Jacob deGrom is pitching tonight, and one of these days, he’ll hurl a perfect game. But I hope he doesn’t, and instead, the Mets bats come awake.
Ho-hum, we all but know we’re on board for another glimpse into perfection, as deGrom carves out another Cy Young season with a 2-1 or 3-1 win over the Sox.
Jacob deGrom: Let Them Work For This One
But this time, for the sake of the Met’s team, I wish for things to be different, only because the logjam in the Met’s lineup needs to be broken if they wish to contend in the NL East seriously.
Assuming there’s a bit of giving and take in Jacob deGrom’s minuscule ERA and plenty of time to recover, I’d like to see him take the hill (for once) without his best stuff, surrendering two in the first, two in the third, and three in the fifth inning – for a total of seven runs.
But at the same time, we see a progression in the game in which the Mets march back, step-in-step with the Red Sox while deGrom battles his way through seven innings when the Mets take the lead, and the bullpen remains firm for a win.
The Mets need this type of game from their hitters more than they need another masterpiece from deGrom.
We know of all the ugly offense stats cited in yesterday’s essay, which were compounded again by a 2-1 loss last night in a game David Patterson pitched more than effective enough to win, save for the absence of Met’s bats.
Jacob deGrom: Ho-Hum, He’s Pitching A Masterpiece
The spoils of having Jacob deGrom pitch for your team is evident in recent statements by Mets manager Luis Rojas has said, “I’m at the point where we expect him to come in and give us the length that has been given us,”
The trouble, though, is when Rojas will demand the same from his offense because that is the burden he is laying on deGrom every time he makes a start?
Unless Rojas knows something we don’t, it’s not a question of Mets’ batters trying, nor is it a pariah in the clubhouse we don’t know about.
Instead, it’s simply taking ownership by every Mets player who steps on the field on any given day for their performance, or in this case, lack thereof.
Is it time, for instance, for the Mets to change from Chili Davis and Tom Slater to new hitting coaches?
That’s always the easy answer. If the current trend continues, we are likely to see that, even though we are dealing with professional ballplayers being paid a lot of money, which should be able to figure these things out for themselves.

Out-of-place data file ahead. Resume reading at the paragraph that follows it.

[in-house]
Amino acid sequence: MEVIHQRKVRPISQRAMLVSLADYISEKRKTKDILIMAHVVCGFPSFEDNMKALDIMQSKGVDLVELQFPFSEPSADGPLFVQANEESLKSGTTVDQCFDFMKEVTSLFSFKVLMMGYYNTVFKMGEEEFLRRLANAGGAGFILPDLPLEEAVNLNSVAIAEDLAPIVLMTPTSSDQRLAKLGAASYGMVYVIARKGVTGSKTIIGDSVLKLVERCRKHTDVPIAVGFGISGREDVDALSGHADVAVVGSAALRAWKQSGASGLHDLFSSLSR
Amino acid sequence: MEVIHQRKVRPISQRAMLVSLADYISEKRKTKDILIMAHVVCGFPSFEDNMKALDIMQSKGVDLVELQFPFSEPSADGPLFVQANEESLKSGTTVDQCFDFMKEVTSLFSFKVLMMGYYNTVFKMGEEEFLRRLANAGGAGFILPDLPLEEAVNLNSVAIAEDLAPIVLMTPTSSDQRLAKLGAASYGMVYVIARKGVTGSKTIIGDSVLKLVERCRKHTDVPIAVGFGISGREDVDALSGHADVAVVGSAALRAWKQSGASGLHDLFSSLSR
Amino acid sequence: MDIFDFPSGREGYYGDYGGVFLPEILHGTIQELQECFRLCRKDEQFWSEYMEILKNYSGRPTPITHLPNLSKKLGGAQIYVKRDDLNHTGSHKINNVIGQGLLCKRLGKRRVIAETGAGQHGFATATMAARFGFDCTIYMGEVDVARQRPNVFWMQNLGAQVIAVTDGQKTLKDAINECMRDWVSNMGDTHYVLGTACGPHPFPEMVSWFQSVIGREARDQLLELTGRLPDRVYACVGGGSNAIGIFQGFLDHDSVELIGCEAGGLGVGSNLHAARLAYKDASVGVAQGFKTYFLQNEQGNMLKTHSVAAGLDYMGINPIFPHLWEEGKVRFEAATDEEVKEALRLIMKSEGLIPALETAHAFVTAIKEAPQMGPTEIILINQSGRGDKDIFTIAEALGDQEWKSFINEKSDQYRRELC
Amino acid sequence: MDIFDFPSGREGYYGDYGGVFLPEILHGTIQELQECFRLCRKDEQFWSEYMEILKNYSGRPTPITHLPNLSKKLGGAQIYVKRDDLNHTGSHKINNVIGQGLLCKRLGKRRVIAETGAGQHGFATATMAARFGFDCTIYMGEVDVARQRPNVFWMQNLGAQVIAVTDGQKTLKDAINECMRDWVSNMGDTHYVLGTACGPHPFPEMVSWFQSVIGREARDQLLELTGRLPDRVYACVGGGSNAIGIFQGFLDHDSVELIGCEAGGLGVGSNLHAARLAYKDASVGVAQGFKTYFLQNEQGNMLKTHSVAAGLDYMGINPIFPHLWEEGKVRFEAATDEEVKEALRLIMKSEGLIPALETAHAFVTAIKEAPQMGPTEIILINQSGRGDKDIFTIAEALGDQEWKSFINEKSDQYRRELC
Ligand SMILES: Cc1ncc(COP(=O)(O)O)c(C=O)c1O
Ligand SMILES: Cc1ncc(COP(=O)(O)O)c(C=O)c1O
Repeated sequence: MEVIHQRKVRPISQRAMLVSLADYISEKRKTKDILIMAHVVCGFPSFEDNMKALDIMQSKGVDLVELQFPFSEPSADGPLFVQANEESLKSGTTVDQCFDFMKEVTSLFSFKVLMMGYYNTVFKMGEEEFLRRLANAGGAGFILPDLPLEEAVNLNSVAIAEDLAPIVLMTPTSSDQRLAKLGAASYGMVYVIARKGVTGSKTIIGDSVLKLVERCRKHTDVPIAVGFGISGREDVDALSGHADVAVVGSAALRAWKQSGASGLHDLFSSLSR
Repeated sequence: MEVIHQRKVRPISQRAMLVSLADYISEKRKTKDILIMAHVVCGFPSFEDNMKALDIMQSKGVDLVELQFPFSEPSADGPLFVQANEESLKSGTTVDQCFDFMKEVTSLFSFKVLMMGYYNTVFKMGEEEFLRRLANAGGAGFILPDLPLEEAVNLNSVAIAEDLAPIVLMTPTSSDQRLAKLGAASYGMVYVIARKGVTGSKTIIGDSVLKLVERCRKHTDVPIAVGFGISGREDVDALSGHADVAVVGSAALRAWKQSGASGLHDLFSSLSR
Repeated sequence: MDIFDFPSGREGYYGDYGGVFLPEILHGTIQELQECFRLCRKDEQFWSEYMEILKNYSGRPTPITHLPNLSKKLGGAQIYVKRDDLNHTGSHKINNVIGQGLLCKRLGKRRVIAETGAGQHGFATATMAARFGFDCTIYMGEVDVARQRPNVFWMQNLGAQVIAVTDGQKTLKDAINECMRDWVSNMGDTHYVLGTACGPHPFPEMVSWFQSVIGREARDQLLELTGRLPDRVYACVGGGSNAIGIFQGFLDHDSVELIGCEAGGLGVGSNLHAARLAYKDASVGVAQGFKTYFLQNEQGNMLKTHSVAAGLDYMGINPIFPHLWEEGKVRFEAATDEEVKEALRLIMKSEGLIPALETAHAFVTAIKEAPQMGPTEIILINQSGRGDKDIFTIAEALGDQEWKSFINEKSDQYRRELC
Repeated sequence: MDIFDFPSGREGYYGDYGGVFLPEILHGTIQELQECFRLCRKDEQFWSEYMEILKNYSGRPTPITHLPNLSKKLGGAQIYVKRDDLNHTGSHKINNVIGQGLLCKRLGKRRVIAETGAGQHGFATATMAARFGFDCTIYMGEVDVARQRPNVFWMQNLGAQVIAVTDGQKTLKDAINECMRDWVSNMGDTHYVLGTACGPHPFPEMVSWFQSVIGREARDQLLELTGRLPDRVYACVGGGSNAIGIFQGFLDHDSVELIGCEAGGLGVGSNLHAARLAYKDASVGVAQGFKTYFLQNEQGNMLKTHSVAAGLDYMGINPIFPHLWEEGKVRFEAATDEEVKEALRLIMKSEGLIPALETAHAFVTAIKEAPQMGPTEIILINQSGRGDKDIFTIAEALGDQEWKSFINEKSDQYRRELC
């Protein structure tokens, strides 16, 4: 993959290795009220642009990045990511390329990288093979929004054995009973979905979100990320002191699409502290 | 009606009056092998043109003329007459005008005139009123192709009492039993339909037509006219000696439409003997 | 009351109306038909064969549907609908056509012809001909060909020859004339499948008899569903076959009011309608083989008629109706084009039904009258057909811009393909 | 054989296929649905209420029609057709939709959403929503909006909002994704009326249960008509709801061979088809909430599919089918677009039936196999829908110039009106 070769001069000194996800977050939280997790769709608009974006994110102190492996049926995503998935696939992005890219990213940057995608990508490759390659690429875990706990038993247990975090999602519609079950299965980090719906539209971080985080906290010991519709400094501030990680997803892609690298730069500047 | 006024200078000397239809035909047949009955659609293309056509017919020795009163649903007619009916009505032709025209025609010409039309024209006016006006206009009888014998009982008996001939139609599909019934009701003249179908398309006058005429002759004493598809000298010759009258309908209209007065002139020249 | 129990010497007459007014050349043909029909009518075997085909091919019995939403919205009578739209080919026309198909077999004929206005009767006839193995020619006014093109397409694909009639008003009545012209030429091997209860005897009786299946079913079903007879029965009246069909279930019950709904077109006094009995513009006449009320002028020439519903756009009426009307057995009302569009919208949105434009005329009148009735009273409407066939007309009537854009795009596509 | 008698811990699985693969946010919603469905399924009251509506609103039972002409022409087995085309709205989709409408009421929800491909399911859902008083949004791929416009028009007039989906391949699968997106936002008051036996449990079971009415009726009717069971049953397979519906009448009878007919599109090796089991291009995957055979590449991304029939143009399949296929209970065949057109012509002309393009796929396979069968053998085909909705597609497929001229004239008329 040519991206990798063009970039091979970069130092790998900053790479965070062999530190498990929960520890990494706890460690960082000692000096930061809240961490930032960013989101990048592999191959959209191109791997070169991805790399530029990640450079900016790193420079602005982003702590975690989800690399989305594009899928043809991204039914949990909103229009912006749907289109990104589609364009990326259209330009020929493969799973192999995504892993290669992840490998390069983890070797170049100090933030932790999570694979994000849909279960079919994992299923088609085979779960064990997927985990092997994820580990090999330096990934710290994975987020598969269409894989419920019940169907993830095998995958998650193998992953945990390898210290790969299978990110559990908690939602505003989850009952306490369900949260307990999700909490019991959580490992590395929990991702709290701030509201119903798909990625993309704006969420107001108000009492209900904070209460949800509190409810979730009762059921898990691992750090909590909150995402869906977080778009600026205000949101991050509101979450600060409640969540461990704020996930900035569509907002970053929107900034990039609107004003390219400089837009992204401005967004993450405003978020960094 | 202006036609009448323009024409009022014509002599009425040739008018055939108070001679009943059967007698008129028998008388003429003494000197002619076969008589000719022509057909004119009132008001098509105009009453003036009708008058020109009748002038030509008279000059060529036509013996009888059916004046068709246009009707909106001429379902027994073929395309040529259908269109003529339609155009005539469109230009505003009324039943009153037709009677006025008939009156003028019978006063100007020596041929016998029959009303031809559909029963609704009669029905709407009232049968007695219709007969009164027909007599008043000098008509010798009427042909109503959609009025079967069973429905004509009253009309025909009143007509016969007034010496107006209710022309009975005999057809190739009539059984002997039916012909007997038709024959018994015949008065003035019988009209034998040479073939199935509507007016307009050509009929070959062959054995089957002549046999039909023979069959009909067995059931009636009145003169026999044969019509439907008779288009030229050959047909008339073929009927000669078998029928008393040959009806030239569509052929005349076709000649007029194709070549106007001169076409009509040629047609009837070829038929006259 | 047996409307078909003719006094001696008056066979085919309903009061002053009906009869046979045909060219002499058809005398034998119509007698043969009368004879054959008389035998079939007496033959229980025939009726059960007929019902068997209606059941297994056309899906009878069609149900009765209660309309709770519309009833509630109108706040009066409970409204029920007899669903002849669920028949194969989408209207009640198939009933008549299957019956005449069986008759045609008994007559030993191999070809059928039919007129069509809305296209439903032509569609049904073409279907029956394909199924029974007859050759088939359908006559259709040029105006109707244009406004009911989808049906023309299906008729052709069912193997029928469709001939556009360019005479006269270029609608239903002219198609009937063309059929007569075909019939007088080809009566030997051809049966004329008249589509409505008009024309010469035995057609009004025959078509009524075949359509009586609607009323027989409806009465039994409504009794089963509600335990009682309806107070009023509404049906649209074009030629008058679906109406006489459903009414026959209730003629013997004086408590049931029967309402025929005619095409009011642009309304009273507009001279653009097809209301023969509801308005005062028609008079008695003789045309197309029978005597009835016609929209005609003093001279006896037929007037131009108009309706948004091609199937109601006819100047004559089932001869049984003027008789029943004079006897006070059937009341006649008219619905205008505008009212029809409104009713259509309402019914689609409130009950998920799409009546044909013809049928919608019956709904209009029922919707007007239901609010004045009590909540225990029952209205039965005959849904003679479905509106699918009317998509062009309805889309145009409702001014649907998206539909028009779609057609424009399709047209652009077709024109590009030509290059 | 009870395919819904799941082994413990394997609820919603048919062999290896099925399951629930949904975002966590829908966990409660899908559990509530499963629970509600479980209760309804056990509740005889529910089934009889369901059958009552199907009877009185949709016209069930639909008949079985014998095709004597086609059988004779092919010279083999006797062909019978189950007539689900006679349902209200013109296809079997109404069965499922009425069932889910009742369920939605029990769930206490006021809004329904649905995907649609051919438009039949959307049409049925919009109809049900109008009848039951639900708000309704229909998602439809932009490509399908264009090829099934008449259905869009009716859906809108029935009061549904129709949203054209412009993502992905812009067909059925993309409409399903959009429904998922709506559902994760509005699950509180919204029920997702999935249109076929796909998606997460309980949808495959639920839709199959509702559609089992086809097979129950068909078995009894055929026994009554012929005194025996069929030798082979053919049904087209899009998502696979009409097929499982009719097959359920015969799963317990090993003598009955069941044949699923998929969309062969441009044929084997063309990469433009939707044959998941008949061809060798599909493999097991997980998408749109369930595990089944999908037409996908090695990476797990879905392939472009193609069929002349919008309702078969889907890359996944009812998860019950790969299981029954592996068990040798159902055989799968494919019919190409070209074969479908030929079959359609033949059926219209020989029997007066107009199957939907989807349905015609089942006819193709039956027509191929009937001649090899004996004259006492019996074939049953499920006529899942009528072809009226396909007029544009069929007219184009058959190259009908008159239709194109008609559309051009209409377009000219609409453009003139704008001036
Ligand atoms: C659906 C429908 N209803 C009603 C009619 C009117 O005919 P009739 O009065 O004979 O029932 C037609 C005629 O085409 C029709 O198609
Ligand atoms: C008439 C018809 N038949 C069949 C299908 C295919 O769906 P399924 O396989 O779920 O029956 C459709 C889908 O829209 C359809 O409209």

Perhaps, tonight they will, and Jacob deGrom will be treated to a not-so-much earned game in the win column, and how unique will that be?
Mets Bats: The Pitching Pandemic Can’t Be An Excuse
It’s a pandemic spreading across major league baseball this year that has pitching dominating batters, and maybe the Mets are merely a victim of the trend.
But the fact remains, and numbers don’t lie, no team wins a division with a -21 run differential, much less a World Series title, regardless of how strong their pitching is.
Across town, for instance, the Yankees are struggling with the same lack of offense to support their B+ or better pitching while still waiting for Aaron Hicks, Clint Frazier, Gleyber Torres, and Gary Sanchez to answer the call.
Seemingly though, Brian Cashman is off the grid when he deals a competent left-fielder (Mike Tauchman) to the Giants for a third-rate reliever – leaving fans to wonder – Say What?
Unlike the Yankees, though, the Mets have the players and a front office who can produce. Put Francisco Lindor, Pete Alonso, Michael Conforto, Jeff McNeil, and Dominic Smith in a lineup that is clicking and…
So, that should be the question tonight as the Mets bats face Nick Pavetta (2-0, 3.48), a surprise among numerous Red Sox (15-9) surprises this year.
The Mets are holding on at 9-9 in a division where no team has yet to take charge, but how long will that last?
To reiterate, I wouldn’t mind seeing Jacob deGrom take one for the team with a shoddy performance tonight – if it means the Mets bats come alive to produce an offense-ridden come from behind win.
Surely, deGrom will be the first to say – “Hoorah.”
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